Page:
Driver – I don’t know who ordered this beautiful day but thank you! The sun is wonderful!

Senior Lady #1 (from the middle of the bus) – It’s gonna RAIN tomorrow!

Senior Lady #2 (from the very back of the bus) – And it’s gonna SNOW Thursday!

A guy named Bob – Where are we goin’ after lunch?

Driver – Shopping at a couple used clothing stores. Won’t that be fun Bob?

A guy named Bob – I don’t need nothin’! Got all I need. Don’t need nothin’!

Rick – You never know Bob.

A guy named Bob – Everything! Got it!

Driver – Don’t forget daylight savings time is coming up real soon…March 8th I think.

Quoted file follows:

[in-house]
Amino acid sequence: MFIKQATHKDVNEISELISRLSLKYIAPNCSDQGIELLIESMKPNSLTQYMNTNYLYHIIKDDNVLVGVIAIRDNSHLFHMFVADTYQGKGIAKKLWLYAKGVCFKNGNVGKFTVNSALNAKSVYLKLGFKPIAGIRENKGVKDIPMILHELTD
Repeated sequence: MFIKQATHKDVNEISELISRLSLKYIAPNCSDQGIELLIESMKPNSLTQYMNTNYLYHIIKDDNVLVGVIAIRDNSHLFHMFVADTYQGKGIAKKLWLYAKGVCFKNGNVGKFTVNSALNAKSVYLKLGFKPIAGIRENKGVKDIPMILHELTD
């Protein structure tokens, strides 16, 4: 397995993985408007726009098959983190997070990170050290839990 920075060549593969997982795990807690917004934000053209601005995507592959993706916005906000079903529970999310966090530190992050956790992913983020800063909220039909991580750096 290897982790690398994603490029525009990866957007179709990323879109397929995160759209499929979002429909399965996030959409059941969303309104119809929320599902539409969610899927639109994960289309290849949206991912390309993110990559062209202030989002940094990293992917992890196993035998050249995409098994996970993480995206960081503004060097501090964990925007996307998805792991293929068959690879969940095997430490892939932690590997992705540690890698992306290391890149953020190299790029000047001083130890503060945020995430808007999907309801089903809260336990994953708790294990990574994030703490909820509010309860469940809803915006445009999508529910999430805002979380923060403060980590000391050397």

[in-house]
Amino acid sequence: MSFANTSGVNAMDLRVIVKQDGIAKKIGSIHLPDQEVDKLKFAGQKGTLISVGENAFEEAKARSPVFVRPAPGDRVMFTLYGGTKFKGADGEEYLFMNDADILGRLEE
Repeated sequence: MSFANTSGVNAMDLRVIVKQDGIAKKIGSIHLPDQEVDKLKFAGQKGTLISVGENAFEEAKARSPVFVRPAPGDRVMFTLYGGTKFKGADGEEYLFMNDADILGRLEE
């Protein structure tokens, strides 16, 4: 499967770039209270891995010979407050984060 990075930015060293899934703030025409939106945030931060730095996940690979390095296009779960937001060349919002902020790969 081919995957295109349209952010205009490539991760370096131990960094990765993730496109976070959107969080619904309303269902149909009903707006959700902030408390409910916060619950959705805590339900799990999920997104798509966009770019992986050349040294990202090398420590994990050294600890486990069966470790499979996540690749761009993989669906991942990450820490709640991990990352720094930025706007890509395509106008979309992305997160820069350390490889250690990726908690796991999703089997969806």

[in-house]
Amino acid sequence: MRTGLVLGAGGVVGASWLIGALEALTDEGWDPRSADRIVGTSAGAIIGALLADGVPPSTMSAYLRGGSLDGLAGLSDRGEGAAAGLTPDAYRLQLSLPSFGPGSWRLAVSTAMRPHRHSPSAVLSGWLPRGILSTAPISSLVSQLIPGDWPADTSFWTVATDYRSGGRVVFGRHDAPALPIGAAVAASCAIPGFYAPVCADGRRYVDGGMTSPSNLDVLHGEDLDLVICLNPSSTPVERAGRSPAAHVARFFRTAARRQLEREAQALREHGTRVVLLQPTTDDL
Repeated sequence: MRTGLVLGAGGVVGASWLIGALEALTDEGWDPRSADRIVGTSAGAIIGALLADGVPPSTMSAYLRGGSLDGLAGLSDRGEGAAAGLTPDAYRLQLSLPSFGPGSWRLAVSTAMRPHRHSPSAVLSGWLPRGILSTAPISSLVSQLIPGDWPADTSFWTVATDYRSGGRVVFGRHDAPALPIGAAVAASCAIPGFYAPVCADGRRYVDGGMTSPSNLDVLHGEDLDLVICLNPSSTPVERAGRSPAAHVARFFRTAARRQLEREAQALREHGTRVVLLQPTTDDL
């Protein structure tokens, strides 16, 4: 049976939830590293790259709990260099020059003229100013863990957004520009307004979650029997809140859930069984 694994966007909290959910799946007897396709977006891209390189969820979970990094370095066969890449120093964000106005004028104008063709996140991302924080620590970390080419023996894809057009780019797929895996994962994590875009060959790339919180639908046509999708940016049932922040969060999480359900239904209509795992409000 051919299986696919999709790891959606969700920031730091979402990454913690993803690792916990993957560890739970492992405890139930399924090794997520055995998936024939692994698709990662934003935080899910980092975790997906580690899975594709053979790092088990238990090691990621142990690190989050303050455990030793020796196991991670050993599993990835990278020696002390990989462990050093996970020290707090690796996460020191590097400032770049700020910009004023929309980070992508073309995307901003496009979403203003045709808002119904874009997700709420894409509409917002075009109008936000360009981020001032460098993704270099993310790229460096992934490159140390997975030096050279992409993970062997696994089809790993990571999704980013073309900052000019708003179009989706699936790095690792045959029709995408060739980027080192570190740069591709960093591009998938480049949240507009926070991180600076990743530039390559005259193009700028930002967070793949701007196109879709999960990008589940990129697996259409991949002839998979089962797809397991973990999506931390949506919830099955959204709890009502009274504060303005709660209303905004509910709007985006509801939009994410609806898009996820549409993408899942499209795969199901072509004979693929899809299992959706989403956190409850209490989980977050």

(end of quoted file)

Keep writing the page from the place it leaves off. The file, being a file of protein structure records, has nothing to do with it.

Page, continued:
Senior Lady #3 – I don’t understand what daylight savings time is for.

Senior Lady #2 – More light at the end of the day they say.

Senior Lady #4 – What does anybody need light at night for? Morning’s when I do stuff! Night is supposed to be dark!

Senior Ladies #1, #3, #5, #6, #7 – Yeah! In the morning!

Senior Lady #4 – And what about the KIDS? Standing around in the dark! I never went to school when it was dark!

A guy named Bob – Me either! Went TO school when it was light…came home from school when it was light!

Senior Lady #7 – And what about the FARMERS?!!

Senior Lady #5 – And what about the ANIMALS?!!

A guy named Bob – Animals don’t care…don’t care about much of anything.


Act II ~ Continued...

Ohio State University Libaries
ReadAloud Program
April 9, 2009

Dr. John Bennett
Elisa Philips
Yvonne Brown
Rick Brown

Notes by a Cynical Bird Watcher
C. Mehrl Bennett

The Young Prince